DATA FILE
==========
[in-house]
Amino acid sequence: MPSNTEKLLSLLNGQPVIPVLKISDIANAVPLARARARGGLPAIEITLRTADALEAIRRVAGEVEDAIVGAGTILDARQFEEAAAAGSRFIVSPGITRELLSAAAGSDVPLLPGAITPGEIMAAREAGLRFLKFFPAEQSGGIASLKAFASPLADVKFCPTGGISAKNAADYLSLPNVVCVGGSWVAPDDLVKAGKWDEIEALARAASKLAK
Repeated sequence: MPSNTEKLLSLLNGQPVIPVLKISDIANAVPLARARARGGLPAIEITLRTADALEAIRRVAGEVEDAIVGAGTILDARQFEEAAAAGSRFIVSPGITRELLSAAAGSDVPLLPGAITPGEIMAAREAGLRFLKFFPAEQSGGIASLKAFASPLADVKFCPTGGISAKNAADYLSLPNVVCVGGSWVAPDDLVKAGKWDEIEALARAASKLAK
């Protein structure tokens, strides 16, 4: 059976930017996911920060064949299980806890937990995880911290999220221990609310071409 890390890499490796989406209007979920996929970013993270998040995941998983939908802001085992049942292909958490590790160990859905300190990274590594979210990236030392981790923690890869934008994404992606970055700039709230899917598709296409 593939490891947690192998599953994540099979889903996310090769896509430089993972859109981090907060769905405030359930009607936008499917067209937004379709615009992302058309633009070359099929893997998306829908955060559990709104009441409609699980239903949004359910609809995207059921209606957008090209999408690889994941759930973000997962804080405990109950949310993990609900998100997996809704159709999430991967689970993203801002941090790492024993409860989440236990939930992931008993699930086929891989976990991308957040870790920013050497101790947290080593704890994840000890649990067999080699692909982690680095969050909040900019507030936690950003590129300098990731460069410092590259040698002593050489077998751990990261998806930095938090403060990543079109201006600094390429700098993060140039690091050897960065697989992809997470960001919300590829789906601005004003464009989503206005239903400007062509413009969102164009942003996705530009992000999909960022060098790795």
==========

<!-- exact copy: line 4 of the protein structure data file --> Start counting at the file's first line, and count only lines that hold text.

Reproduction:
């Protein structure tokens, strides 16, 4: 059976930017996911920060064949299980806890937990995880911290999220221990609310071409 890390890499490796989406209007979920996929970013993270998040995941998983939908802001085992049942292909958490590790160990859905300190990274590594979210990236030392981790923690890869934008994404992606970055700039709230899917598709296409 593939490891947690192998599953994540099979889903996310090769896509430089993972859109981090907060769905405030359930009607936008499917067209937004379709615009992302058309633009070359099929893997998306829908955060559990709104009441409609699980239903949004359910609809995207059921209606957008090209999408690889994941759930973000997962804080405990109950949310993990609900998100997996809704159709999430991967689970993203801002941090790492024993409860989440236990939930992931008993699930086929891989976990991308957040870790920013050497101790947290080593704890994840000890649990067999080699692909982690680095969050909040900019507030936690950003590129300098990731460069410092590259040698002593050489077998751990990261998806930095938090403060990543079109201006600094390429700098993060140039690091050897960065697989992809997470960001919300590829789906601005004003464009989503206005239903400007062509413009969102164009942003996705530009992000999909960022060098790795």